Question: Design matrix for continuous independent variable in limma
1
3.5 years ago by
Linda Chaba10
Kenya
Linda Chaba10 wrote:

I'm using limma for the first time. I have a problem in creating a design matrix. I'm interested in finding genes that are differentially expressed given only one continuous outcome for example age. I have 35 samples. How will my design matrix looks like?

Thank you.

microarray limma • 2.6k views
modified 3.5 years ago • written 3.5 years ago by Linda Chaba10
Answer: Design matrix for continuous independent variable in limma
4
3.5 years ago by
Aaron Lun24k
Cambridge, United Kingdom
Aaron Lun24k wrote:

I would probably do something like this:

age <- runif(35, 20, 50) # dummy variable
require(splines)
X <- ns(age, df=5)
design <- model.matrix(~X)

This will fit a spline to the expression of each gene, using the age of each sample as a covariate. The use of a spline is more flexible than just putting age directly into the design matrix, as it will allow for non-linear trends. Splines with more df provide more flexible fits at the cost of burning up the residual d.f. available for variance estimation. In general, 3-5 d.f. work well as it's rare to get a trend with lots of peaks/troughs in real data. In your case, you've got plenty of samples and age is the only covariate, so you using 5 d.f. won't do too much damage to your variance estimates.

For testing, you can't interpret the spline coefficients individually. Rather, you'll have to drop them all at once:

# Assume we get a fit object out of lmFit/eBayes.
results <- topTable(fit, coef=2:ncol(design), n=Inf, sort.by="none")

This will test for any response of expression to age, be it an increasing/decreasing/squiggly trend. You'll have to look at the results on a gene-by-gene basis to determine what the trend is, because that's not easily summarized into a single statistic. For purposes of seeing whether it's generally up or down with age, you may consider fitting a simpler model using age directly as a covariate in design:

design2 <- model.matrix(~age)
# ... after processing with lmFit/eBayes to get fit2 ...
results2 <- topTable(fit2, coef=2, n=Inf, sort.by="none")

... and reporting the log-fold change from results2 with the p-values in results. Positive log-fold changes correspond to a positive gradient with respect to age (i.e., expression goes up with age). I wouldn't use the p-values from results2, as it assumes linearity.

Thank you Aaron for your answer, it was very helpful. However, I'm getting an error (Error: could not find function "topTags") when using "topTags" to get my results. It could be because I'm missing a package. What difference would it have if I use "topTable" to get my results?  I am using limma package.

Thank you

2

Aaron got his wires crossed a bit, is all. topTags is the analogous function to topTable in edgeR. You should go forward with using topTable

Thank you Steve.

Thanks Steve, fixed above.

Most people like to see which genes are more significant, so allow topTable() to sort the results for you:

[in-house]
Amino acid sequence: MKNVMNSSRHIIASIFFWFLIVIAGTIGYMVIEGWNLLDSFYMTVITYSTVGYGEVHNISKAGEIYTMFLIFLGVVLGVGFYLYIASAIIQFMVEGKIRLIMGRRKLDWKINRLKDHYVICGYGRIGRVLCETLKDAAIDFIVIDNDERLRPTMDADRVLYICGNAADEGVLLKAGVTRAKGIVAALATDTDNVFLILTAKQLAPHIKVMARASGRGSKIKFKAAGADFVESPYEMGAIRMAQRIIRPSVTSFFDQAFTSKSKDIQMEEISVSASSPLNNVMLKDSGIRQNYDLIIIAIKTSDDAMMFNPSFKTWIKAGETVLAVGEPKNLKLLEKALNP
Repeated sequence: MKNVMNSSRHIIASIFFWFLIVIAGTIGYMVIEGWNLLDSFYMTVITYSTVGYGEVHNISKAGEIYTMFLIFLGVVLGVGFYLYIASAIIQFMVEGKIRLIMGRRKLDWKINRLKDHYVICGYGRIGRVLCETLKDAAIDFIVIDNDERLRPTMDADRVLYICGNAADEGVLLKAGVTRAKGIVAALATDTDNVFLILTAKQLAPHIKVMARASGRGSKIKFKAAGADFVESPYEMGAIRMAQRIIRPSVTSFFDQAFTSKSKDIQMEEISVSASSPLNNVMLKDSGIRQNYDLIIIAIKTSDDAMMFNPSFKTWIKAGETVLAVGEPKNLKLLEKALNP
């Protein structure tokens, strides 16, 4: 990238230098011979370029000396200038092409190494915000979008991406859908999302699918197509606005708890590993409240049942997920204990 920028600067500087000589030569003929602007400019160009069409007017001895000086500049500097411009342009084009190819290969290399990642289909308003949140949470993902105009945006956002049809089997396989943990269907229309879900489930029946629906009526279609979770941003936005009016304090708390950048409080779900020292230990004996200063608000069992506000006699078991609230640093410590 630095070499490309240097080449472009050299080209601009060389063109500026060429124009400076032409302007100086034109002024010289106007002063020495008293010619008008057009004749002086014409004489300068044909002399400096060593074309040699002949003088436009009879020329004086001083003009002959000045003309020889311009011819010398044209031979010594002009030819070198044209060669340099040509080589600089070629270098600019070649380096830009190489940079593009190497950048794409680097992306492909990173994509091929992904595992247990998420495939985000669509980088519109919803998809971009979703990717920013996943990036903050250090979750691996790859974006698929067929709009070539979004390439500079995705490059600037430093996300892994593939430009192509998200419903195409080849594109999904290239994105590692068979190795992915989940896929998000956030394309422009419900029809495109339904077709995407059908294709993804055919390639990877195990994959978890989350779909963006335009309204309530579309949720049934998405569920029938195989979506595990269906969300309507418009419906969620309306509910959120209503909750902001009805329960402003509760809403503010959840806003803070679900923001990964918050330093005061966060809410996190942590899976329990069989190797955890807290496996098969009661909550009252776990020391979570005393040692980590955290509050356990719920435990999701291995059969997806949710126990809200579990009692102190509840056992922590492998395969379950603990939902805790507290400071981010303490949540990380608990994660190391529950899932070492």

topTable(fit, n=20)

say.

The reason why I set sort.by="none" was to allow for easier cross-referencing between results and results2, if the gradient of the age response was of interest. Otherwise, we'd have to use match or merge.

Dear Aaron,

One more question.

I don't have raw data set.I have  processed (normalized and filtered) data set consisting of log2 rations of 23,360 genes on 35 samples in an excel format. I imported the data the usual way and used it to get a fit object out of lmFit/eBayes. My question is, is it okay to use processed data since I see most examples using raw data set. Secondly, with the results2 you mentioned, can I use adjusted p-values to get differentially expressed genes?  I'm adjusting using fdr approach.

Thank you

1
1. This depends on how the data is normalized and filtered, but generally speaking, yes. lmFit expects log-transformed expression values after normalization and filtering - see Chapters 6 and 7 of the limma user's guide.
2. Use the adjusted p-values from results, not results2. The only purpose of results2 is to give you a single log-fold change statistic that you can interpret as the gradient with respect to age. The fit with the splines will provide more appropriate (adjusted) p-values in results as it doesn't assume linearity in expression with respect to age.

Okay. Thanks

Hi Aaron, you said that using the spline approach we can look at the results on a "gene-by-gene" basis to interpret the results. How would that be? I am unable to interpret the spline coefficients ....

I have run a very similar analysis:
This is the script I used to get p-values using splines:

require(splines)
x<-ns(pheno_UMary\$Age, df=5)
design<-model.matrix(~x)
fit<-lmFit(counts_UMary, design = design)
fit<- eBayes(fit, robust = TRUE)
results<-topTable(fit coef = 2:ncol(design), n=Inf, sort.by = "none", p.value = 0.05)

I then run the second model is a simpler model using age directly as a covariate.

I am a little confused about how to interpret the x1-5 coefficients obtained from the splines. Also, even though we "sort.by = none" for both, the order is different.

Please create a new post for a new question.

Done, sorry.

Hello Aaron,

does this work also in the more "extreme" case when age is constant, like for example age <- rep(1,35) instead of age <- runif(35, 20, 50) Housekeeping/reference genes are expected to be more or less constantly expressed.

I would prefer if you asked a new question, otherwise these threads end up being too long.

The answer is no, it doesn't work because your "extreme" case is broken. If all the ages are constant, how can one hope to determine the effect of age? You will find that your design matrix is not of full rank, assuming that splines::ns doesn't spit the dummy beforehand.

Whether a gene is housekeeping or not is largely irrelevant to the construction of the design matrix.